National Review Online, October 1, 2015
Donald Trump's call for a wall along the whole 2,000-mile border with Mexico has gotten a lot of immigration hawks excited. I understand the emotional appeal of his proposal, but it addresses what is actually the least serious vulnerability in our immigration system.
Border infiltrators were indeed the main type of illegal immigrants for a long time. Estimates dating from the 1990s were that about 60 percent of the illegal population had jumped the border.
But since then our effort at the border really has improved. While the number of border agents and the miles and type of fencing are all still inadequate, not all the money we've spent there over the past two decades has been wasted. Border crossings really are way down. We're much more able than we were before to patrol the border effectively, though we have an administration in Washington that often chooses not to do so, as we've seen with the ongoing surge of Central American teenagers and families into South Texas.
But even if we were to build a wall, and elect a president interested in using it to protect America’s sovereignty, we’d be missing most of the problem — because the majority of new illegal aliens are actually visa overstayers.
This is the most important — albeit buried — finding in a paper published this year by the Center for Migration Studies, an expansionist outfit run by the Scalabrinian Catholic order that nonetheless does serious work. Co-authored by Robert Warren, head of statistics for the old INS, the paper finds that the share of overstays among new illegal aliens has been rising pretty steadily since the 1980s and surpassed border infiltrators in 2008. The paper's most recent estimate is for 2012, when nearly 60 percent of new illegal immigrants are believed to have entered legally on some sort of visa (or visa-waiver status, if they're from a developed country) and then just stayed on after their time expired.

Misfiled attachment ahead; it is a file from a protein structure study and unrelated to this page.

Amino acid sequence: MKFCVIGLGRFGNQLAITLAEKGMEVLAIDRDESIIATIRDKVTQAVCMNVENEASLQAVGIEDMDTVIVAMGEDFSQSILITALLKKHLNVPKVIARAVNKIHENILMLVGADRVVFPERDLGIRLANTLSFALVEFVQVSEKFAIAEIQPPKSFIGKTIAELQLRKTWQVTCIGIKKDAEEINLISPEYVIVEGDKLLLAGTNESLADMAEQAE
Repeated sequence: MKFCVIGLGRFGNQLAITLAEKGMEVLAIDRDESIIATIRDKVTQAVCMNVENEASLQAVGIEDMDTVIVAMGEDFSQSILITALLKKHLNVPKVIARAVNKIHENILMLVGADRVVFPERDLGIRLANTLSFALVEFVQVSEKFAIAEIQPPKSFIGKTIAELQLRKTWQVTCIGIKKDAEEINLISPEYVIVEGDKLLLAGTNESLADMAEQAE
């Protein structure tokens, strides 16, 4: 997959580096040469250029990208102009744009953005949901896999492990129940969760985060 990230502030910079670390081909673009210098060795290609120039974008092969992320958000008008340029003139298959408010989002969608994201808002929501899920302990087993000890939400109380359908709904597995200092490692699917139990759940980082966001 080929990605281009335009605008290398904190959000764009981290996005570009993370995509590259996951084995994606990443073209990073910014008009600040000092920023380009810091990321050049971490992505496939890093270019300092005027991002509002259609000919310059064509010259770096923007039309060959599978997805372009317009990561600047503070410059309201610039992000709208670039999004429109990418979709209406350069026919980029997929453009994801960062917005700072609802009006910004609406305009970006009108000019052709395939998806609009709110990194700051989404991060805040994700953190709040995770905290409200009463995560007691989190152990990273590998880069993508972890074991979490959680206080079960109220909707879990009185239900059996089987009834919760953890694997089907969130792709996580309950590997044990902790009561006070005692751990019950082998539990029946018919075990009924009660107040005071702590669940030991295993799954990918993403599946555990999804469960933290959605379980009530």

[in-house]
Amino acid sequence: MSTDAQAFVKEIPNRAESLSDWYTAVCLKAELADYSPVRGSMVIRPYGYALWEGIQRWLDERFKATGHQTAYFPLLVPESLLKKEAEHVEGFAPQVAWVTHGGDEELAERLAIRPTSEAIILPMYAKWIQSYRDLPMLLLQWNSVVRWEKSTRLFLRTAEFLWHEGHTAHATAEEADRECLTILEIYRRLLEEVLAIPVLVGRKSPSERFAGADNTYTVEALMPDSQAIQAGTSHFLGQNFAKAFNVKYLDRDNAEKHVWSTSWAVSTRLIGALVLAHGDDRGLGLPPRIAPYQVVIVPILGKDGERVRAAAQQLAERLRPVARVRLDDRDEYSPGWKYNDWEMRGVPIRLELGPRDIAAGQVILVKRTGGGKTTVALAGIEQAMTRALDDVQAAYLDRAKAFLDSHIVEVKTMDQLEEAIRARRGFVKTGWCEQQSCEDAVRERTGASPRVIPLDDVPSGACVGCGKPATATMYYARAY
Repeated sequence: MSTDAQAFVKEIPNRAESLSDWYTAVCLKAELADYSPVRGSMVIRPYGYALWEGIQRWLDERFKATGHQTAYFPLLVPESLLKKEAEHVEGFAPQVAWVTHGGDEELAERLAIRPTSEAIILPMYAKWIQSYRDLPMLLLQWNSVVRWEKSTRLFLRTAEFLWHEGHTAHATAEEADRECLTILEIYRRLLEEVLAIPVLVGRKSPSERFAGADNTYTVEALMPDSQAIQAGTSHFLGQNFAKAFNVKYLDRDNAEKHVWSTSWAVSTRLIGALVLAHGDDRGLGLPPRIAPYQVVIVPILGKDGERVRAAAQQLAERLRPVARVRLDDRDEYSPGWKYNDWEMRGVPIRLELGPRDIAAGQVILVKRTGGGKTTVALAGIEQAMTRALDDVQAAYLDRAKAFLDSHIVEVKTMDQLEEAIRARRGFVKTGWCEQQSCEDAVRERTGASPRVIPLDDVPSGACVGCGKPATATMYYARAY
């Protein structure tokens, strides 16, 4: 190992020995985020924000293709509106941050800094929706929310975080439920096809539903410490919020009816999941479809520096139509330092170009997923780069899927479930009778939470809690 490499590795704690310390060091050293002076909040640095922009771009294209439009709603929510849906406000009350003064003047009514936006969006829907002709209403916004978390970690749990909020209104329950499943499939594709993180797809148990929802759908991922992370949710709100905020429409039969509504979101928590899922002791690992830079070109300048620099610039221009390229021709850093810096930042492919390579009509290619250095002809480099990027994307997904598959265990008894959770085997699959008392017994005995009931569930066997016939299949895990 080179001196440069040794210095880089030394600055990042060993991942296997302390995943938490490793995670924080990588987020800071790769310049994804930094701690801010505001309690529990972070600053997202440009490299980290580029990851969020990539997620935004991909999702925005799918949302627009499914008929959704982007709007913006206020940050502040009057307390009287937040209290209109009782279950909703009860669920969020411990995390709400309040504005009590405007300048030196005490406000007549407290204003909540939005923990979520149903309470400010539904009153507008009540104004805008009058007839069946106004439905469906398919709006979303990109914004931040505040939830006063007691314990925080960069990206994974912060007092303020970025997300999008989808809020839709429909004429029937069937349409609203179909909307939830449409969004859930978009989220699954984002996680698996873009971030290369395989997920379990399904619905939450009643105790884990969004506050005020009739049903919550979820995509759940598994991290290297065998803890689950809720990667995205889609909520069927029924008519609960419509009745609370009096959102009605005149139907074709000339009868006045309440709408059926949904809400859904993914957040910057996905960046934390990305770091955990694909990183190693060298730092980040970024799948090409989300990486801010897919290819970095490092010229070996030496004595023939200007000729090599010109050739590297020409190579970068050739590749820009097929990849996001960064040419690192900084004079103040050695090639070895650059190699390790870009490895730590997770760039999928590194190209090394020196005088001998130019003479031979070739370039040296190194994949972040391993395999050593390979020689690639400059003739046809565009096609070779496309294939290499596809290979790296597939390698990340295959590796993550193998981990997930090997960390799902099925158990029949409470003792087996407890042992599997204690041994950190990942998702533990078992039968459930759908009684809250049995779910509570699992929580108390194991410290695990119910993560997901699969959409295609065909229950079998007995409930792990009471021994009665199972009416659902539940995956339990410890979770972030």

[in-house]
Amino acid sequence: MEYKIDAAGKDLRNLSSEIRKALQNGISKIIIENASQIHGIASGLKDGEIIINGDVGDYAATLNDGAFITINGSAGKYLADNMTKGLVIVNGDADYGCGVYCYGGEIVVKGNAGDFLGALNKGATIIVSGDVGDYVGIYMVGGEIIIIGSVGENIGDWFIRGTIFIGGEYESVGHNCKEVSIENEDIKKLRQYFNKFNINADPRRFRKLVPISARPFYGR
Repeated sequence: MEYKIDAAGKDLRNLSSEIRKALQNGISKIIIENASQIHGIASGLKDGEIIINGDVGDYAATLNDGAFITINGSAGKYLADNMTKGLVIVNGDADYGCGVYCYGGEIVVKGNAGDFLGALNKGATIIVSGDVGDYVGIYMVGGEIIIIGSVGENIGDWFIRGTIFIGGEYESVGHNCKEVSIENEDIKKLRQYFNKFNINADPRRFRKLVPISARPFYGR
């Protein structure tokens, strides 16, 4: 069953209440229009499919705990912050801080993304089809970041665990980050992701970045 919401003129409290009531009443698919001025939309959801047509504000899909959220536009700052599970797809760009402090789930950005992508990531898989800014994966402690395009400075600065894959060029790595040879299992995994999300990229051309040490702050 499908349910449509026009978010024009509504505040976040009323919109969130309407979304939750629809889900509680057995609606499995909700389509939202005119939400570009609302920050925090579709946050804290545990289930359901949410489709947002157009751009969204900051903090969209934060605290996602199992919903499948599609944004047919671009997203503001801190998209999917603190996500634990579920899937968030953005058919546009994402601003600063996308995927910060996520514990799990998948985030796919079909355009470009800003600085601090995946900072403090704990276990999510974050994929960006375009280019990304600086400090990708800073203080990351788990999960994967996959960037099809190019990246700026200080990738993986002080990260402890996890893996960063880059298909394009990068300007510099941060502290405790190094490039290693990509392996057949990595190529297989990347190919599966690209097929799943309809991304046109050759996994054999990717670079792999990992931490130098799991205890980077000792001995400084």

An indication of what's driving this overstay crisis was highlighted by my colleague David North in a recent paper. He found a huge increase in the overall number of "non-immigrant" (i.e., ostensibly temporary) visas issued by the State Department, and an accompanying decline in the percentage of applications being denied. In just five years, from 2009 to 2014, the number of visas issued grew 71 percent, while the percentage of visa denials dropped from 18.6 percent to 15.3 percent.
To top it off, President Obama's latest prosecutorial-discretion edict specifying which illegal aliens are worth bothering with downplays visa overstays. Point (d) in Priority 2 identifies as worthy of arrest and deportation "aliens who, in the judgment of an ICE Field Office Director, USCIS District Director, or USCIS Service Center Director, have significantly abused the visa or visa waiver programs."
"Significantly abused" is Obama-speak for "ignore them until they kill someone." And if that isn't clear enough, the very next paragraph says this (the emphasis is mine):
These aliens should be removed unless they qualify for asylum or another form of relief under our laws or, unless, in the judgment of an ICE Field Office Director, CBP Sector Chief, CBP Director of Field Operations, USCIS District Director, or [USCIS] Service Center Director, there are factors indicating the alien is not a threat to national security, border security, or public safety, and should not therefore be an enforcement priority.
To sum up: We've watered down the standards to get a visa, we've hugely increased the number of foreigners we issue visas to, and we don't bother to arrest or deport people who overstay those visas. Is it any surprise, then, that of the 1,000 illegal aliens who settle here each day, the majority are visa overstays?
We still don't have a check-out system for foreign visitors to enable us to identify these illegal-alien overstays, despite the fact that Congress has mandated it eight times. (Heck, we don't even send a text message to foreign visitors alerting them that their allotted time in the U.S. is about to expire, something that would cut down on overstays at almost no cost.) Until we have a visa-tracking system in place, we can't even pretend to be serious about immigration control.
Because of the corporate/libertarian/ethnic-chauvinist opposition to immigration enforcement, it took years of steady, unrelenting political pressure to get improvements at the border. The same commitment to fight the anti-borders crowd will be needed to force implementation of an effective visa-tracking system.
Unfortunately, bloviating about making the Mexicans pay for a wall distracts us from that task.